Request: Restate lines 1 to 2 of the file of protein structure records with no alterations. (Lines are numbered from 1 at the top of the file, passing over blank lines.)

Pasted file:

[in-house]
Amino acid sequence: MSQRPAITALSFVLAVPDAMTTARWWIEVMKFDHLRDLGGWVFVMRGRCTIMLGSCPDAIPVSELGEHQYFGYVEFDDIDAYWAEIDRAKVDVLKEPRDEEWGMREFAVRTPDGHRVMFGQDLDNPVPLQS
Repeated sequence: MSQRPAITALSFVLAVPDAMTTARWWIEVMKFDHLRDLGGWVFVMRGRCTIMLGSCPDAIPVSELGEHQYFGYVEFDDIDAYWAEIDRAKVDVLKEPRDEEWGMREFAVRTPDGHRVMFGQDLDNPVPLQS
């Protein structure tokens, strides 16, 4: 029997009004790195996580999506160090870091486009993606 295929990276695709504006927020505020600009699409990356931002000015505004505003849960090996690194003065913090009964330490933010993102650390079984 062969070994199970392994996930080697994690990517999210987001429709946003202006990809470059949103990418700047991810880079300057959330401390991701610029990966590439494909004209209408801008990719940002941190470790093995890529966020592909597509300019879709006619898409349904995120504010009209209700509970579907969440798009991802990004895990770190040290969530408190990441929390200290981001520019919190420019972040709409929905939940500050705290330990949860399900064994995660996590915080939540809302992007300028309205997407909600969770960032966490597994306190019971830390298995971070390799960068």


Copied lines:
[in-house]
Amino acid sequence: MSQRPAITALSFVLAVPDAMTTARWWIEVMKFDHLRDLGGWVFVMRGRCTIMLGSCPDAIPVSELGEHQYFGYVEFDDIDAYWAEIDRAKVDVLKEPRDEEWGMREFAVRTPDGHRVMFGQDLDNPVPLQS